Her husband, who runs a family business selling modular office furniture that has had no customers for weeks, secured a $16,000 loan through the federal Paycheck Protection Program but did not seek benefits through the state. Their son Sean O’Reilly, 31, was furloughed in mid-March from a hotel restaurant and would be on the verge of exhausting his unemployment payments from Florida if the money had ever arrived.
For now, the family has avoided disaster, having saved diligently for years and arranged flexibility with creditors.
“We’re in a better position than some people,” Ms. Terlingo said. “We’re not the starving ones.”
As businesses reopen, jobless workers are starting to seek in-person help. At job fairs around the country, hospitals are seeking nurses and school districts are looking for bus drivers. CareerSource Florida, a state agency helping job seekers, recently began offering on-site assistance by appointment. Last month, the Alabama Department of Labor set up stations around Montgomery to help people with their claims, but limited the number of visitors and suggested that they bring lawn chairs and snacks to pass the time in line.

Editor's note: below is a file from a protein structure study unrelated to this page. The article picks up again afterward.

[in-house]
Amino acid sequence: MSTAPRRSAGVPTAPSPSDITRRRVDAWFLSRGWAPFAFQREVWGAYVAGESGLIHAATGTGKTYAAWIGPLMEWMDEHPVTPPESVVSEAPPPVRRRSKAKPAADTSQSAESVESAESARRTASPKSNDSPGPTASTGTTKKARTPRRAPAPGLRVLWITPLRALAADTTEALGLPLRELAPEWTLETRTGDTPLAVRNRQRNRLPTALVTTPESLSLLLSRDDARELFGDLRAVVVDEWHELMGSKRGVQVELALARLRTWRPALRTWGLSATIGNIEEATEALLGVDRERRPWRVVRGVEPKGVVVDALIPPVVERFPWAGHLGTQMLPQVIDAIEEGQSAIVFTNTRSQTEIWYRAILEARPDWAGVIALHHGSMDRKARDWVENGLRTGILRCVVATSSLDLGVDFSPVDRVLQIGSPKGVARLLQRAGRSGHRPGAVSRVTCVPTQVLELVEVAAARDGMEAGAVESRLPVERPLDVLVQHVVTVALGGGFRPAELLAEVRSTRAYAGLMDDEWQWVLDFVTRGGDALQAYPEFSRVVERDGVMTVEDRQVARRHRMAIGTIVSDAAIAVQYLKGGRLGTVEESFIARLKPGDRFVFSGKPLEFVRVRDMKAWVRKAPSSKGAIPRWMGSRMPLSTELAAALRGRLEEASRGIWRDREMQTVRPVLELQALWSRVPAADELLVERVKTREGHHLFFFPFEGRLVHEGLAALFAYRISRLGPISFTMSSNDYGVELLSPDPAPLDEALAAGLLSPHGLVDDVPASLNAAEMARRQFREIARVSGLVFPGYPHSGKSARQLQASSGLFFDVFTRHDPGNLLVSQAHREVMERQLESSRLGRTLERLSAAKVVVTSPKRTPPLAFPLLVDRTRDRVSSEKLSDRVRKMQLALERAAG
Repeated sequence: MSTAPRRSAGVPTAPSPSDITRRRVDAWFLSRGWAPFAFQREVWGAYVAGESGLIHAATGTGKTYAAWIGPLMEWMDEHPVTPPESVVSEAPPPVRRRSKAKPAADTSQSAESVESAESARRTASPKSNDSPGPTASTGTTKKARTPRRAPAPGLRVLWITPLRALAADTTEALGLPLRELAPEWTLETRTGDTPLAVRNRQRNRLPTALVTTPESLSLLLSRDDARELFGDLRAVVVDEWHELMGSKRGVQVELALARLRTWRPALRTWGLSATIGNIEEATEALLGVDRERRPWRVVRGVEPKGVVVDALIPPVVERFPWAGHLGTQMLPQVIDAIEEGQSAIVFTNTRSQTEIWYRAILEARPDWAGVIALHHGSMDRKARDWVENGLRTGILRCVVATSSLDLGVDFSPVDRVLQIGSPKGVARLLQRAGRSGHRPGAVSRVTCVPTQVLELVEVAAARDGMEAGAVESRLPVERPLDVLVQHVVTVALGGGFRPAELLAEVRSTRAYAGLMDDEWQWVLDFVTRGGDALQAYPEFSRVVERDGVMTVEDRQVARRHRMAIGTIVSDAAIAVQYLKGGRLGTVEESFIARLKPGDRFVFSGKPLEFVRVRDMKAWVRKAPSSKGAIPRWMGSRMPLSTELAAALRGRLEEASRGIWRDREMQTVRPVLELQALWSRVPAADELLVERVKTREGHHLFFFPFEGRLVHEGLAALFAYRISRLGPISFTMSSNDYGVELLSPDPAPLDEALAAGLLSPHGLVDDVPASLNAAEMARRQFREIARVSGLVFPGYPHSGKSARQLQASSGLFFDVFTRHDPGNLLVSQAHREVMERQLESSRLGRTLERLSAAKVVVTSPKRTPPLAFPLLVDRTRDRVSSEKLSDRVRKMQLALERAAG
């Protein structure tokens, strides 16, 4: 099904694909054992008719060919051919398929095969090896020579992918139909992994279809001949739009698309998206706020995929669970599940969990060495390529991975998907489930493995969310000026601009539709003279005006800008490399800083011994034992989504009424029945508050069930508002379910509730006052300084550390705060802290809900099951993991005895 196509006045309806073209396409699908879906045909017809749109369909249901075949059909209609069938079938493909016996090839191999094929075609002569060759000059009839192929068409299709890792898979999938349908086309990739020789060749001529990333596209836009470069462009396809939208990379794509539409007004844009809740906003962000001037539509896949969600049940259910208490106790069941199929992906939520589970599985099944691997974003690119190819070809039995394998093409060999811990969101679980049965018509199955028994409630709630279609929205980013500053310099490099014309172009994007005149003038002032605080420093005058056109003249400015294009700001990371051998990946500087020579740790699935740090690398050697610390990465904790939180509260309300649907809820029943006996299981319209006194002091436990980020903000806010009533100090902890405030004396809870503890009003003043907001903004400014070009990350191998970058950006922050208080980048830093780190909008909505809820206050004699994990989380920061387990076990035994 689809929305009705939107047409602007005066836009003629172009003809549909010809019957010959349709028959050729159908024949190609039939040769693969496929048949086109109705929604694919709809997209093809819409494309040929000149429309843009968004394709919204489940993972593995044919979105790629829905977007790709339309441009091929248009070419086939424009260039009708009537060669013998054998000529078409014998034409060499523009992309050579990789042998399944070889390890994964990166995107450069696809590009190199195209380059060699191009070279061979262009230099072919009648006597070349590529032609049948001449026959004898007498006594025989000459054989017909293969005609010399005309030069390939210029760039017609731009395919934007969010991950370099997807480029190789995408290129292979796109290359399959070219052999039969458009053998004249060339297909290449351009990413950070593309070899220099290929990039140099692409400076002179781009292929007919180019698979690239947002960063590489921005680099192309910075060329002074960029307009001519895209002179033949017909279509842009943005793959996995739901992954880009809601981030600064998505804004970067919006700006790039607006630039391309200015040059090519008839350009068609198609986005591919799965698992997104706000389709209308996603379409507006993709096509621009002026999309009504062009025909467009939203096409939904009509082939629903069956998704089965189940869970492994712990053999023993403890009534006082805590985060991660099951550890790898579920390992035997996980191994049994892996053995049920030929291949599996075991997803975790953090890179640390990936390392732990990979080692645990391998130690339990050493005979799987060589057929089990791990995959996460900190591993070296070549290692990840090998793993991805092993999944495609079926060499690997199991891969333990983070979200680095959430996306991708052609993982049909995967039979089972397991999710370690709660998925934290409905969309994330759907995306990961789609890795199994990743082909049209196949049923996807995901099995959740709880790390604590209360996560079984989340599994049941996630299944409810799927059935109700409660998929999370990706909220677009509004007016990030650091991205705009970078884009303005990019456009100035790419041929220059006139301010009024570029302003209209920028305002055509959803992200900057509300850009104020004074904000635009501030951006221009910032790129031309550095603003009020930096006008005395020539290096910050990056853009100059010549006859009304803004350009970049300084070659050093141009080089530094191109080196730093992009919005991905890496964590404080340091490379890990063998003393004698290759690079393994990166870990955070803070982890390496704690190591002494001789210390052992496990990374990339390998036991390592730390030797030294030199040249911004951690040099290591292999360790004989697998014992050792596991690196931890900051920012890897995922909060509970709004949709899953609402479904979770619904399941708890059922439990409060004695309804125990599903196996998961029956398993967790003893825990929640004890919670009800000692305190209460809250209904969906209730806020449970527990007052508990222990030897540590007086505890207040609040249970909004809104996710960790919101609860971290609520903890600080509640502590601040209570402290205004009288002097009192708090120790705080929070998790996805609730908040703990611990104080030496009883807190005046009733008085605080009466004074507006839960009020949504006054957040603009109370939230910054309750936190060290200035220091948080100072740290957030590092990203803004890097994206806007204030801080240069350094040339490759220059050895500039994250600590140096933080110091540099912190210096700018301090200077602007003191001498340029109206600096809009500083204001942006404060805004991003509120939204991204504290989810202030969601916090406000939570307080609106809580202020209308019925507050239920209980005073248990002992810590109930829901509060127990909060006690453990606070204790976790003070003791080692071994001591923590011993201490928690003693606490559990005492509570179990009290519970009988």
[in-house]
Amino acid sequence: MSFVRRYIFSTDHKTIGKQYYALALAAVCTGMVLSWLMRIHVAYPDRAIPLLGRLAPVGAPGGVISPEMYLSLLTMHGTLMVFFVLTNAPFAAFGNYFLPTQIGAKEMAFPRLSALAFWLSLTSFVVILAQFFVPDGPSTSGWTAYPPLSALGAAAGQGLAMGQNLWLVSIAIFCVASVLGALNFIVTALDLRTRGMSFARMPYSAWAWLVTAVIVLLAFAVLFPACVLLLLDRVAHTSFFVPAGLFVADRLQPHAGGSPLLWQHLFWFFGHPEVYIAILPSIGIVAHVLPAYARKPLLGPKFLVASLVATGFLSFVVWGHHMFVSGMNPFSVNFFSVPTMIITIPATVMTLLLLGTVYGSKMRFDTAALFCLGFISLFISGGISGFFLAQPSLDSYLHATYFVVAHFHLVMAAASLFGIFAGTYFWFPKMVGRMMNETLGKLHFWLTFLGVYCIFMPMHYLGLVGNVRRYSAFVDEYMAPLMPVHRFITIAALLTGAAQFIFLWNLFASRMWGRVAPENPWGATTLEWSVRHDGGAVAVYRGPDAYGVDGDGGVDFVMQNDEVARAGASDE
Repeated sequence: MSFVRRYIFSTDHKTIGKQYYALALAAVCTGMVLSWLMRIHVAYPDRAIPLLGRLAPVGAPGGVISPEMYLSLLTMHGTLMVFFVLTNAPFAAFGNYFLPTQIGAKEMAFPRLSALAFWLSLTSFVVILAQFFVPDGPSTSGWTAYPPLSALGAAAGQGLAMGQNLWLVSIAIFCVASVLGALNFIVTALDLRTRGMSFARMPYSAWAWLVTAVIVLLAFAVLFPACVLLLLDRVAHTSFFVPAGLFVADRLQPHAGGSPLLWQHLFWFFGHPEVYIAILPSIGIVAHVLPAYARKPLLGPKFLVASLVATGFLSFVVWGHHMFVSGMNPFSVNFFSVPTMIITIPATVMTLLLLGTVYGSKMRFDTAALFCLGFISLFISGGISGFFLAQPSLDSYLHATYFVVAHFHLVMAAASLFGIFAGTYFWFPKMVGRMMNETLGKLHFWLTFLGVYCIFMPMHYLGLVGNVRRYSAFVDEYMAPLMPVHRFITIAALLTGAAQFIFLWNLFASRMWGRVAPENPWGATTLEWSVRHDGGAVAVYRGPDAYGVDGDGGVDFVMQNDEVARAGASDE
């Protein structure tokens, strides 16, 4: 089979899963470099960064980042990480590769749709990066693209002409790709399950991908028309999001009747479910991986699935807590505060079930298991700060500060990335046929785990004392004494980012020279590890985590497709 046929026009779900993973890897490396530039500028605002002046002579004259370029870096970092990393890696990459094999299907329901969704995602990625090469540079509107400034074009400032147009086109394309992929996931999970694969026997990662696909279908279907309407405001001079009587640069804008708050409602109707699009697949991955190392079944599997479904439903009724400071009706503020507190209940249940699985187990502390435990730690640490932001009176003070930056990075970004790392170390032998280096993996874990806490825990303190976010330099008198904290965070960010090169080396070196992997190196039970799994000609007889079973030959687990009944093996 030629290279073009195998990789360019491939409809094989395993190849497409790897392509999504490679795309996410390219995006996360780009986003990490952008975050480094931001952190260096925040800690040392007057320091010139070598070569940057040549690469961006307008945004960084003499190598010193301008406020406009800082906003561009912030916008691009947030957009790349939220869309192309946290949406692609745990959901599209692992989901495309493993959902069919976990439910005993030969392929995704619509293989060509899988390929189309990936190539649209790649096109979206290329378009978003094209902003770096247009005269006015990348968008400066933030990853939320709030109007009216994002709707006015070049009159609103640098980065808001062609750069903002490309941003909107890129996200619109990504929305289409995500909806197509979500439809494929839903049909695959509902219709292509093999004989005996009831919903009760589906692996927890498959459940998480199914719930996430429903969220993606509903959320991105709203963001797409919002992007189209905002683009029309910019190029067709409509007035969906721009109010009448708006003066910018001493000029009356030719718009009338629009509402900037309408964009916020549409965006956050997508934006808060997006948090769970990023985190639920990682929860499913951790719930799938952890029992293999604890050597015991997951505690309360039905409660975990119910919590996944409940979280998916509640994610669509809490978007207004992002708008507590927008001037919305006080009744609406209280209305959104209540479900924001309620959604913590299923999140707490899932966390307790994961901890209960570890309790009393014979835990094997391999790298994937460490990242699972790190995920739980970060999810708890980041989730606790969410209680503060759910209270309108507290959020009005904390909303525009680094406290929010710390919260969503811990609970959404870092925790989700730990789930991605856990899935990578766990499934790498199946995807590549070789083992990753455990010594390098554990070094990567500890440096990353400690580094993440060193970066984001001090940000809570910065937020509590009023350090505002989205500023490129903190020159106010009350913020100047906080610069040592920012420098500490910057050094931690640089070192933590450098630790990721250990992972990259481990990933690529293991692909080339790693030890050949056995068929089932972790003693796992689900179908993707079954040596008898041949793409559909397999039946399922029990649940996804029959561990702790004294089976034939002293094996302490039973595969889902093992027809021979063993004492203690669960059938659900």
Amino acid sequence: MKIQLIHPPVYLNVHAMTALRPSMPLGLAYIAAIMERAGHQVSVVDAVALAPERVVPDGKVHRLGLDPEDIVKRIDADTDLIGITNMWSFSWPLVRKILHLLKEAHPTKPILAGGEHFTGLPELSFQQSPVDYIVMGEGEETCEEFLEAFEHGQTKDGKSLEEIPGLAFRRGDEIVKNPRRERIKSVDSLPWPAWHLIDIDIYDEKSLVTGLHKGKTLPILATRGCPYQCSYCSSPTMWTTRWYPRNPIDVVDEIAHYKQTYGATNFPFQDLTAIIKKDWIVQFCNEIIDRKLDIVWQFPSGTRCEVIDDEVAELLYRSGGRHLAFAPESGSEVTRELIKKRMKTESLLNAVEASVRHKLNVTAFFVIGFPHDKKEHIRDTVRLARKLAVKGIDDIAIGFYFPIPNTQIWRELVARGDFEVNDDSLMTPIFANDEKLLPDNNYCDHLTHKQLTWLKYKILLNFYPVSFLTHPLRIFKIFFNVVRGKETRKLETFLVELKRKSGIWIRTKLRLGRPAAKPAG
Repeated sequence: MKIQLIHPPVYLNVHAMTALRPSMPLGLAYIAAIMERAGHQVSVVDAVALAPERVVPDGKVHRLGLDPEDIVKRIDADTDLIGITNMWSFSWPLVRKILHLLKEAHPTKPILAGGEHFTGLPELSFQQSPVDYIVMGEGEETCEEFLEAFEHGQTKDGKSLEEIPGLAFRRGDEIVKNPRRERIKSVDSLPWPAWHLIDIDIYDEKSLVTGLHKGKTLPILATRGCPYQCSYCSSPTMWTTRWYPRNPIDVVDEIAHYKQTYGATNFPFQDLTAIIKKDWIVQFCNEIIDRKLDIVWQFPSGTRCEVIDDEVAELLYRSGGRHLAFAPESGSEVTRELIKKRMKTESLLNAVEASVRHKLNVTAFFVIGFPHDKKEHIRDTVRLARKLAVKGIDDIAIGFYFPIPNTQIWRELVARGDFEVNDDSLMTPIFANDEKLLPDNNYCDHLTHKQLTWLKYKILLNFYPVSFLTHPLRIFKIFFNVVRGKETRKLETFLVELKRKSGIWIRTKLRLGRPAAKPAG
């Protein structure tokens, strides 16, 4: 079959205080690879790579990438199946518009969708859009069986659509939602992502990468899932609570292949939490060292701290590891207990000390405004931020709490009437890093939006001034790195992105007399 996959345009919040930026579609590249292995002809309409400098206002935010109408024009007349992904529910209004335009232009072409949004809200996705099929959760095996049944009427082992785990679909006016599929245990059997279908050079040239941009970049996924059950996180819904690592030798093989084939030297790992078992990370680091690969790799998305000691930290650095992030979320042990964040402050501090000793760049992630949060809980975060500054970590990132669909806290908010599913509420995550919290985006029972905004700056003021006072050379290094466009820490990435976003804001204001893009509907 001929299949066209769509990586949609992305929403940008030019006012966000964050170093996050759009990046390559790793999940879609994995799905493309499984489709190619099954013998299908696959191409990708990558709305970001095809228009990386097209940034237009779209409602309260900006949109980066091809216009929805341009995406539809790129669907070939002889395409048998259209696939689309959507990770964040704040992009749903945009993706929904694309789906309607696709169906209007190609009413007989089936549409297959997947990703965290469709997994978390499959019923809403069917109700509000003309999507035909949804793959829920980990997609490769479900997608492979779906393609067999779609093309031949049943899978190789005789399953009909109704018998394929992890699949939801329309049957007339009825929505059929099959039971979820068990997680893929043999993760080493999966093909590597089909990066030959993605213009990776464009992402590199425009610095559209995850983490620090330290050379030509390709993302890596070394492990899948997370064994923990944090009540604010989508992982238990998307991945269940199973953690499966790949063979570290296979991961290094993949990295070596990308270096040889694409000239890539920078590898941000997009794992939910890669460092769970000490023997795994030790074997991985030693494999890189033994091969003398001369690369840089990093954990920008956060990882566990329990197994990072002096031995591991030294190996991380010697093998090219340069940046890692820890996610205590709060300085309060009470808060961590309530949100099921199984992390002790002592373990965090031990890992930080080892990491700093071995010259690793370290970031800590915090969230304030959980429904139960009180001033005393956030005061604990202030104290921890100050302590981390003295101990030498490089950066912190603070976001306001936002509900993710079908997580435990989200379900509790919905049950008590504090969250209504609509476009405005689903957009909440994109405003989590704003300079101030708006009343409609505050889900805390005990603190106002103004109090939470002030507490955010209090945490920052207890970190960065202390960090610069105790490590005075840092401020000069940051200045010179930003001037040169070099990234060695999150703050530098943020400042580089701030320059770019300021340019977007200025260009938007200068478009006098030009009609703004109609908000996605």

The increased activity has led to optimism that the job market has started “crawling out of the hole,” said Torsten Slok, chief economist at Deutsche Bank Securities. “We do have the worst behind us.”
Eric Latham, a 26-year-old restaurant worker living in Fayette, spent days calling the Alabama agency after nearly $1,600 in benefits failed to show up in his account. While updating his unemployment claim one week, he noted that he had briefly worked for his employer for one day during his furlough, a detail that seemed to cut off his payments.